Marketing will have a lot of data available. Sales has the direct experience with clients to know what makes a good target account, and where your company already has relationships within the target account.

The process of agreeing on the target accounts will necessitate alignment.

2. Discover contacts: Pool resources for greater wins

After Sales and Marketing generate a list of target accounts, the team will need a list of actual people at those companies. Discovering contacts is a process of finding the right people for each key persona at each target account.

How to do it

Start by researching your existing data to identify ideal buyer profiles, followed by an investigation of information sources, such as...

  • LinkedIn and other social media channels
  • Company websites
  • Industry forums

Other methods include setting up a call program that has sales reps call the accounts directly, purchasing contact data from reputable data providers, using predictive data sources, establishing list-building partners, and using a company's email format to figure out email addresses based on names.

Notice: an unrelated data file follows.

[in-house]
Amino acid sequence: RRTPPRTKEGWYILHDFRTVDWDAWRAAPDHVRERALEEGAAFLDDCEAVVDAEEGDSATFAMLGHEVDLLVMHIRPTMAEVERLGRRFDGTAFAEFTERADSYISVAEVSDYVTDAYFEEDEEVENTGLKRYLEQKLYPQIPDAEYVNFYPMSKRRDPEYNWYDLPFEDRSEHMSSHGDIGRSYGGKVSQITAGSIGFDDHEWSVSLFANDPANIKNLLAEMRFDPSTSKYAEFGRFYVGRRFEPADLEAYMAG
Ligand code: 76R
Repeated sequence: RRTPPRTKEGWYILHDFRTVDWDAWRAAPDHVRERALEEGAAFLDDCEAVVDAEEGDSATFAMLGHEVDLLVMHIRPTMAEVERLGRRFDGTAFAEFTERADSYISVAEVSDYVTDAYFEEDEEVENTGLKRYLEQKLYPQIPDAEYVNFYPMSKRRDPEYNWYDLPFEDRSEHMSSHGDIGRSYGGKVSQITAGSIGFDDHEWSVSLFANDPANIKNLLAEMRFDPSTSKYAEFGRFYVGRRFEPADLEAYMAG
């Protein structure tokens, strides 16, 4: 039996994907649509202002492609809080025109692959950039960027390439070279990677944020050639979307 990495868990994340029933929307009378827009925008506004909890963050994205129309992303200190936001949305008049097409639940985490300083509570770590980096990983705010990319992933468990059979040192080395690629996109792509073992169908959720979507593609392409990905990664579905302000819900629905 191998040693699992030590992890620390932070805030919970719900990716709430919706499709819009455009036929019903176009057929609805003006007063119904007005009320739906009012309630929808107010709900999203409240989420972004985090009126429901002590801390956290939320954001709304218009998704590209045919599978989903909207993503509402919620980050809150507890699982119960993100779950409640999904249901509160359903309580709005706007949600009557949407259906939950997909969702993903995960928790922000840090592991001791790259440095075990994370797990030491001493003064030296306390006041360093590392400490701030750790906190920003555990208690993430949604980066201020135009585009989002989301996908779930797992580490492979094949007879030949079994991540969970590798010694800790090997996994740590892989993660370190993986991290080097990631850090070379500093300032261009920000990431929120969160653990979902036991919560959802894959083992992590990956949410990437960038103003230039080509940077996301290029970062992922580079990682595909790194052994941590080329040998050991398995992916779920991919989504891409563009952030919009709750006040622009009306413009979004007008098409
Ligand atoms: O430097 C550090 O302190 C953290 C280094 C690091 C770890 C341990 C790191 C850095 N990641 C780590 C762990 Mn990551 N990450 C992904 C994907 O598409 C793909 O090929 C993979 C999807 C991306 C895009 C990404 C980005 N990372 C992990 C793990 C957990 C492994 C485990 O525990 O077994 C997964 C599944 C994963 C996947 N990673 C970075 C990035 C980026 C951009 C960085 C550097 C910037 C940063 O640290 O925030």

Scores of great brands provide software and service platforms for all those tasks, and more.

How it aligns Sales and Marketing

To discover the most contacts, Sales and Marketing will need to pool their resources. Sales has data from past sales calls and networking; Marketing has data from previous lead generation efforts. Both are valuable sources for identifying ideal buyer profiles.

3. Develop insights: Two heads are better than one

Accounts are more likely to respond to marketing that is customized to their specific needs. Once a list of contacts at each target account is established, the team will need details about their industries, business models, buying centers, relationships within their companies, needs and pain points, and how they take their coffee (wouldn't hurt to know).